Current New York Giants wide receiver Corey Coleman was a highly-sought talent out of Baylor when he entered the 2016 NFL Draft. He ad won the Biletnikoff Award the year before as the nation’s top collegiate receiver and then wowed scouts by running the 40-yard dash in 4.39 seconds. He was the goods.

The Cleveland Browns selected Coleman with the 15th overall pick in the draft and then, he fell off the face of the earth. Sort of. Coleman was limited to just 10 games as a rookie after braking a bone in his hand. In 2017, he suffered another broken hand an played in just nine game.

The Browns traded Coleman to Buffalo last August for a seventh round pick but he failed to make their roster. He signed with the Patriots but ended up on their practice squad instead. The Pats released Coleman shortly after and the Giants scooped him up.

Last year, Coleman played in eight games for Big Blue, catching just five passes for 71 yards but excelled on special teams. Coleman averaged 26.0 yards per kickoff return on 23 attempts, good enough for sixth in the NFL last year. He is appreciative of chance the Giants have given him and is relishing his new-found success as a special-teamer.

This year, he is expected to continue his role as a returner, joined by safety Jabrill Peppers, but is also going to be given a ‘big opportunity’ at wide receiver. He opened organized team activities as the Giants’ No. 3 wideout.

“It is a big opportunity, especially him being in the offseason program with us,” said Giants wide receiver coach Tyke Tolbert. “He’s getting the whole gambit if you will: from the very first install to the whole, you know, all the way through. Last year when he came in we were his fourth offense he’s been in, in maybe the span of 3 months. Now it’s just our offense the whole time so he can grasp what we’re doing and have a solid contribution. He’s doing well this year. He’s doing much better than he did last year.”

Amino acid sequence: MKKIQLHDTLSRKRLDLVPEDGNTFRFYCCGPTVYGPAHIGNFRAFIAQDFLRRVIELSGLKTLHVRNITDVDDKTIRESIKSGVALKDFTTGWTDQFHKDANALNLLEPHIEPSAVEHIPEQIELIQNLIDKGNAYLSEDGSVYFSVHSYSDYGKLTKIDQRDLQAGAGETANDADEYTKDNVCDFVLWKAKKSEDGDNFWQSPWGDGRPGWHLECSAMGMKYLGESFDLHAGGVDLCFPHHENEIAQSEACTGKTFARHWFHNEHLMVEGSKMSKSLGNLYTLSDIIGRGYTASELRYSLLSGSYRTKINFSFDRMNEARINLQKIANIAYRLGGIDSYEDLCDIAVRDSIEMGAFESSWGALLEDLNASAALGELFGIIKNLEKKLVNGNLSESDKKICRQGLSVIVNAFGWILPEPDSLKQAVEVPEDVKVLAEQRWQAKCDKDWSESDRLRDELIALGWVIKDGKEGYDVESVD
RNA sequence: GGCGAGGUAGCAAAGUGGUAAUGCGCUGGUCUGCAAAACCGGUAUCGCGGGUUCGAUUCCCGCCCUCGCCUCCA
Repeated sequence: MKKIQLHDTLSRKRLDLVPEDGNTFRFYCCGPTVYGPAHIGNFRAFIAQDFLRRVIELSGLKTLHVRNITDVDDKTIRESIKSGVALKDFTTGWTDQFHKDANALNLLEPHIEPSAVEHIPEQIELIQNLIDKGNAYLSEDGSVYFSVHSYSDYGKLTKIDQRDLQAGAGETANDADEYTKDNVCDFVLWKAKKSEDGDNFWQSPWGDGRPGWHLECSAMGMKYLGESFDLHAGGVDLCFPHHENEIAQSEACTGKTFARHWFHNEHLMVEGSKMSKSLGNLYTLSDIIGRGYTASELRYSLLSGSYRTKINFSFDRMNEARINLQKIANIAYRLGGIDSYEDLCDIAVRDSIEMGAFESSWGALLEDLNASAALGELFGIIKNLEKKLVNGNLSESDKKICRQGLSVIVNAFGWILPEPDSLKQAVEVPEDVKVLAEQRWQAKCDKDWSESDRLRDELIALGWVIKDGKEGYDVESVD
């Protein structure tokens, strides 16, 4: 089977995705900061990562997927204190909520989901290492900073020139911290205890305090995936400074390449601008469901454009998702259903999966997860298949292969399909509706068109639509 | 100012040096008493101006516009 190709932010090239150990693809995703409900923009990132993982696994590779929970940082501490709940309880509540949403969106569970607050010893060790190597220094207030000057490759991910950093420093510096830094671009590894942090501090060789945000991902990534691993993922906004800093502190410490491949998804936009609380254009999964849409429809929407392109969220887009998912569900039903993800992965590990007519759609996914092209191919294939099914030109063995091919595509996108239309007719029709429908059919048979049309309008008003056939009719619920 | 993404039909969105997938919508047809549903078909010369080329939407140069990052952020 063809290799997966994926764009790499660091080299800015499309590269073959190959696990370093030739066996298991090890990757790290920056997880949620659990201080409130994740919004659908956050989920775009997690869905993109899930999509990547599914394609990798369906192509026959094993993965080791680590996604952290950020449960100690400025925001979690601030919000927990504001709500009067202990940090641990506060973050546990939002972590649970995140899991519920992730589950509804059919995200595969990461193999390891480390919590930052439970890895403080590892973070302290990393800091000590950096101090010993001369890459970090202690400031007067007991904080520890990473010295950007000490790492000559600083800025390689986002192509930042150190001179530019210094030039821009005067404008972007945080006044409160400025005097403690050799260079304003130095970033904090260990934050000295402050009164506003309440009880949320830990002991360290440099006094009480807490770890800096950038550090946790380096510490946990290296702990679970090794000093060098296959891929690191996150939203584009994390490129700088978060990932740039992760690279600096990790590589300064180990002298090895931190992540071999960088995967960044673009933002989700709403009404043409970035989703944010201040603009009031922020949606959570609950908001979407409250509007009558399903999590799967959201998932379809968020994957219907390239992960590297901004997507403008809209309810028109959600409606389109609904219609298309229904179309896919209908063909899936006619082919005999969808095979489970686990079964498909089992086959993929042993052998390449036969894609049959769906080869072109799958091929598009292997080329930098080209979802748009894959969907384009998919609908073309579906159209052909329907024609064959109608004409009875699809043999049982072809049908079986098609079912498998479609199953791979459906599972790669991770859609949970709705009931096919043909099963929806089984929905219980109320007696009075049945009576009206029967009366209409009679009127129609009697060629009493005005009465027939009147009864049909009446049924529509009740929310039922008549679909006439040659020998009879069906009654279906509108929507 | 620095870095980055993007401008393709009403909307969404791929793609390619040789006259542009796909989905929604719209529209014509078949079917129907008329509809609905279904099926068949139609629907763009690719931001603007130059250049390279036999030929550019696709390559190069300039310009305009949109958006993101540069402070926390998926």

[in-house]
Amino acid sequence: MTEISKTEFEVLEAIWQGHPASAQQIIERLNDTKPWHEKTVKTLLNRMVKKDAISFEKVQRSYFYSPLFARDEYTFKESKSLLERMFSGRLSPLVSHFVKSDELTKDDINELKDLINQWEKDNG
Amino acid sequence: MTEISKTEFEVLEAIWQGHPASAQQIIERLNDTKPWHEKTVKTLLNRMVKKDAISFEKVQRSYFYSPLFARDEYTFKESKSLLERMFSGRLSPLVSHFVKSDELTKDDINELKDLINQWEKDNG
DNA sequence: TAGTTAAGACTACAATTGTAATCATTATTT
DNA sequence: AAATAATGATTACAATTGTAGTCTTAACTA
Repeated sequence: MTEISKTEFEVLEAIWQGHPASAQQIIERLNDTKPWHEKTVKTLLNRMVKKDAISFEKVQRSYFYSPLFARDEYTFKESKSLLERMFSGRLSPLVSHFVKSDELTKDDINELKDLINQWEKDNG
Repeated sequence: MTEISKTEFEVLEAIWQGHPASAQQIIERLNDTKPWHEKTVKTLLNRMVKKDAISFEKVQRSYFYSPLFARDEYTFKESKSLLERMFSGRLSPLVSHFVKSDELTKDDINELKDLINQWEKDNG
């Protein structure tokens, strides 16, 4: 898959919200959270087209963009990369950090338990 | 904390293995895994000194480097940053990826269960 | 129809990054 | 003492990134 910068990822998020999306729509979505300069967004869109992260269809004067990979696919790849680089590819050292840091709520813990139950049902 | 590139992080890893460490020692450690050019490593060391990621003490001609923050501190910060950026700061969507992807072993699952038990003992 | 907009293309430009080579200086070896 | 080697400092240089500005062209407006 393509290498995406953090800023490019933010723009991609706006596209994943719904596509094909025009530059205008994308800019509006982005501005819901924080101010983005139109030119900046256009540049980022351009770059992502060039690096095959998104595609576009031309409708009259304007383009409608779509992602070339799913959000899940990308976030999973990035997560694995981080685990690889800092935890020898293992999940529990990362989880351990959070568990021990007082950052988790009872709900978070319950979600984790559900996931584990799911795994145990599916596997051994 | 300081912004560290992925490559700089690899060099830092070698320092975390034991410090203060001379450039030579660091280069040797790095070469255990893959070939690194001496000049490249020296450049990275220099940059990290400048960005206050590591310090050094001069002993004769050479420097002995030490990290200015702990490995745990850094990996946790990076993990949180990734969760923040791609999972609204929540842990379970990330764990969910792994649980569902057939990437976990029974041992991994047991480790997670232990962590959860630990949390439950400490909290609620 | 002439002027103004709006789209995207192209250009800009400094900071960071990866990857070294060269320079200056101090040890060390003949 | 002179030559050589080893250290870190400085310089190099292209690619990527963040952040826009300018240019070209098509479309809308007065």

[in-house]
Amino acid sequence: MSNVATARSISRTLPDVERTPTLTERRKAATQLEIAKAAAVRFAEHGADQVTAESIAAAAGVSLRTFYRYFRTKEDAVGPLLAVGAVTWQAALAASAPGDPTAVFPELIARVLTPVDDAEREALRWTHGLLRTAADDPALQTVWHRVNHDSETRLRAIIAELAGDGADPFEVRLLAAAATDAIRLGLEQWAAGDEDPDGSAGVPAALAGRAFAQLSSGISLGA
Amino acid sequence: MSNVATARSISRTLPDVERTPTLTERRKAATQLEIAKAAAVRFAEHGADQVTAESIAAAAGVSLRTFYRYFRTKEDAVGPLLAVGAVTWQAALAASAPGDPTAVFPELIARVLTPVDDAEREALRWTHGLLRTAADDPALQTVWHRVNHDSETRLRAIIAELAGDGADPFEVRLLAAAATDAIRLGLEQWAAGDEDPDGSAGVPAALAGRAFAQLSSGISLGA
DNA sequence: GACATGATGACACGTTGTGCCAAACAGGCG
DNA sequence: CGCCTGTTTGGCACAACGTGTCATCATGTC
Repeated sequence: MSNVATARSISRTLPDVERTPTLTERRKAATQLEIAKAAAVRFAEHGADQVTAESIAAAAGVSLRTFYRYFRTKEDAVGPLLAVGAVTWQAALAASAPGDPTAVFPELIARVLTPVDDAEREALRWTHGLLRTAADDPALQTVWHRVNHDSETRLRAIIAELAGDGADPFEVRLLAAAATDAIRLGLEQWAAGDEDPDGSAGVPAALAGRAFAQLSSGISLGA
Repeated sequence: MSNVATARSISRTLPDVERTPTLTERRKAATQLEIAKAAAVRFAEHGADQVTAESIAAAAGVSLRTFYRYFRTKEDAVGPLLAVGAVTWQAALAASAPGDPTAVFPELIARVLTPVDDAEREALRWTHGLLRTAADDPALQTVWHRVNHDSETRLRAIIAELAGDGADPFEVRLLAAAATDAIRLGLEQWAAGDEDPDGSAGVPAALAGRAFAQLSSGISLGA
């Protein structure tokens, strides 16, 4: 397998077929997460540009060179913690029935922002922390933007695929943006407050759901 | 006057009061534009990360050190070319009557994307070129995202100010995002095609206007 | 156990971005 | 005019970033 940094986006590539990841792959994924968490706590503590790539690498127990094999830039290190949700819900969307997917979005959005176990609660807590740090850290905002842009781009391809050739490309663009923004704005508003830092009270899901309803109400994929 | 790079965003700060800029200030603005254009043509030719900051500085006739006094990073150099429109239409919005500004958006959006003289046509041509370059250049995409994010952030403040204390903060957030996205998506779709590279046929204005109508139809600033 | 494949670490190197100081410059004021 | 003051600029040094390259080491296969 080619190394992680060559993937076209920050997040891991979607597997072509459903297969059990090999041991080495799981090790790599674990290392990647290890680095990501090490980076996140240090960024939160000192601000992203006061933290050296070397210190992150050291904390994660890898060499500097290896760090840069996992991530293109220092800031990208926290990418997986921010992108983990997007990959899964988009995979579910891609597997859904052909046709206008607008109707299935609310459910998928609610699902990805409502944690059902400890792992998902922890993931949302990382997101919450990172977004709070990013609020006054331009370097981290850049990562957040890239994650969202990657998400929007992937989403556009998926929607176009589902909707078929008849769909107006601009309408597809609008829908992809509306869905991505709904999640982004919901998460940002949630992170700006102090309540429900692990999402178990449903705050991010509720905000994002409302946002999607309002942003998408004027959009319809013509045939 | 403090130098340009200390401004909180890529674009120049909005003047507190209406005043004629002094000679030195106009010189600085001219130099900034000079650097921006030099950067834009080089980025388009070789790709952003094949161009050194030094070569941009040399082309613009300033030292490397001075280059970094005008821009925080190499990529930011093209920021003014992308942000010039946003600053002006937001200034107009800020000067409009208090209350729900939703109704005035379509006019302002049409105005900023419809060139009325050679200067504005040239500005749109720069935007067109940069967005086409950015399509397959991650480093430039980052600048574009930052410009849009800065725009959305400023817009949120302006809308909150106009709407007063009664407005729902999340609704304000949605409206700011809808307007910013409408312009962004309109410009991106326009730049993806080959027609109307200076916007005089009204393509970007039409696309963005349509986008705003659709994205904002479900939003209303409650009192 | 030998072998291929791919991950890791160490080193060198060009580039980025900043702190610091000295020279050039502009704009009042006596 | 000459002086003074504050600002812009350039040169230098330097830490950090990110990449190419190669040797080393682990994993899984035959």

Whether or not that equates to more playing time for Coleman at wide receiver remains to be seen. In March, the Giants tendered Coleman — a restricted free agent — for one season at $2.025 million, so he is basically on a “prove it” deal.

The Giants, even though they traded Odell Beckham Jr. this offseason, have a logjam at wide receiver which could either be to Coleman’s advantage — or not.

Sterling Shepard and free agent Golden Tate are the likely starters with a slew of other veterans (Bennie Fowler, Cody Latimer, Alonzo Russell and Russell Shepard) and rookies (Darius Slayton, Reggie White, Jr., Alex Wesley) in the mix along with Coleman for a spot on the depth chart.

Also convoluting the equation is the passing game are running back Saquon Barkley, who drew 121 targets last year, and tight end Evan Engram, a player the Giants want to utilize more in 2019.